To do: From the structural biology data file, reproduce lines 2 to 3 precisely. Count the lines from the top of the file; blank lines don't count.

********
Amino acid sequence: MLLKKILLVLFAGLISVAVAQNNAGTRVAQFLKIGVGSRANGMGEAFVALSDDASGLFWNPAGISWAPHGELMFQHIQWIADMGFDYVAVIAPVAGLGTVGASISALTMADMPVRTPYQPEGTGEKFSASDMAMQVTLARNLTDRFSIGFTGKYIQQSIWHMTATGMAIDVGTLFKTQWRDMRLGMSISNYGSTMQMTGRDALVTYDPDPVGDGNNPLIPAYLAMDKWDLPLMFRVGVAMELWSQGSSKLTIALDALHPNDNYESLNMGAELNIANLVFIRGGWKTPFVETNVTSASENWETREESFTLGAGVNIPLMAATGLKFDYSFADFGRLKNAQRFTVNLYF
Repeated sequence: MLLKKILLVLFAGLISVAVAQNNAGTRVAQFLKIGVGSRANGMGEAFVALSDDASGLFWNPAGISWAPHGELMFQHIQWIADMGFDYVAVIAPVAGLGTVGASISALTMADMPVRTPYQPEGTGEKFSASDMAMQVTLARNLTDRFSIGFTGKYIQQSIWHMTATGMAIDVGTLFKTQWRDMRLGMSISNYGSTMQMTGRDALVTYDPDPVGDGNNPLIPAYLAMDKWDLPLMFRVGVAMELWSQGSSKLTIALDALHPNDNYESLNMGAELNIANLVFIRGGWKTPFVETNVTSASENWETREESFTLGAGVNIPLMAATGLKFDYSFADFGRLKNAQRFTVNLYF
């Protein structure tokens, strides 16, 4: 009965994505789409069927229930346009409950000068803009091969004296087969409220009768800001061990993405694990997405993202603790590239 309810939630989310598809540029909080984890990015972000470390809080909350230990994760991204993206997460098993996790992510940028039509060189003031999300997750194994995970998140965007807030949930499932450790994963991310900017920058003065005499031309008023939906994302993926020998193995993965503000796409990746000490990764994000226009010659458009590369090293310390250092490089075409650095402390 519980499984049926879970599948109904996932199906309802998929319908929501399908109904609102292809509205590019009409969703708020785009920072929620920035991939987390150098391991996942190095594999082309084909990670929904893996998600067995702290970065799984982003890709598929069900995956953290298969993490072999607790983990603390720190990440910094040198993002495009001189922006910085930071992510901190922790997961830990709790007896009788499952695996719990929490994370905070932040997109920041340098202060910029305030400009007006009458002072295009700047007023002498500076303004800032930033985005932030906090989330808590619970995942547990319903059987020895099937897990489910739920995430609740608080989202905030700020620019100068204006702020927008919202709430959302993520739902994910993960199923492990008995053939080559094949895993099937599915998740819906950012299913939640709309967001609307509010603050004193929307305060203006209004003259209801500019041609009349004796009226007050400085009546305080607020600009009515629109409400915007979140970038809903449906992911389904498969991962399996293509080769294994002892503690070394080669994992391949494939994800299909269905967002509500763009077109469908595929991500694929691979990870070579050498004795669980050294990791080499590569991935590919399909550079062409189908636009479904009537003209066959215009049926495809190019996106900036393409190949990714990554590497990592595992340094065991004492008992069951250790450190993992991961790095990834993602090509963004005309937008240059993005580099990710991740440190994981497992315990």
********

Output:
Repeated sequence: MLLKKILLVLFAGLISVAVAQNNAGTRVAQFLKIGVGSRANGMGEAFVALSDDASGLFWNPAGISWAPHGELMFQHIQWIADMGFDYVAVIAPVAGLGTVGASISALTMADMPVRTPYQPEGTGEKFSASDMAMQVTLARNLTDRFSIGFTGKYIQQSIWHMTATGMAIDVGTLFKTQWRDMRLGMSISNYGSTMQMTGRDALVTYDPDPVGDGNNPLIPAYLAMDKWDLPLMFRVGVAMELWSQGSSKLTIALDALHPNDNYESLNMGAELNIANLVFIRGGWKTPFVETNVTSASENWETREESFTLGAGVNIPLMAATGLKFDYSFADFGRLKNAQRFTVNLYF
């Protein structure tokens, strides 16, 4: 009965994505789409069927229930346009409950000068803009091969004296087969409220009768800001061990993405694990997405993202603790590239 309810939630989310598809540029909080984890990015972000470390809080909350230990994760991204993206997460098993996790992510940028039509060189003031999300997750194994995970998140965007807030949930499932450790994963991310900017920058003065005499031309008023939906994302993926020998193995993965503000796409990746000490990764994000226009010659458009590369090293310390250092490089075409650095402390 519980499984049926879970599948109904996932199906309802998929319908929501399908109904609102292809509205590019009409969703708020785009920072929620920035991939987390150098391991996942190095594999082309084909990670929904893996998600067995702290970065799984982003890709598929069900995956953290298969993490072999607790983990603390720190990440910094040198993002495009001189922006910085930071992510901190922790997961830990709790007896009788499952695996719990929490994370905070932040997109920041340098202060910029305030400009007006009458002072295009700047007023002498500076303004800032930033985005932030906090989330808590619970995942547990319903059987020895099937897990489910739920995430609740608080989202905030700020620019100068204006702020927008919202709430959302993520739902994910993960199923492990008995053939080559094949895993099937599915998740819906950012299913939640709309967001609307509010603050004193929307305060203006209004003259209801500019041609009349004796009226007050400085009546305080607020600009009515629109409400915007979140970038809903449906992911389904498969991962399996293509080769294994002892503690070394080669994992391949494939994800299909269905967002509500763009077109469908595929991500694929691979990870070579050498004795669980050294990791080499590569991935590919399909550079062409189908636009479904009537003209066959215009049926495809190019996106900036393409190949990714990554590497990592595992340094065991004492008992069951250790450190993992991961790095990834993602090509963004005309937008240059993005580099990710991740440190994981497992315990």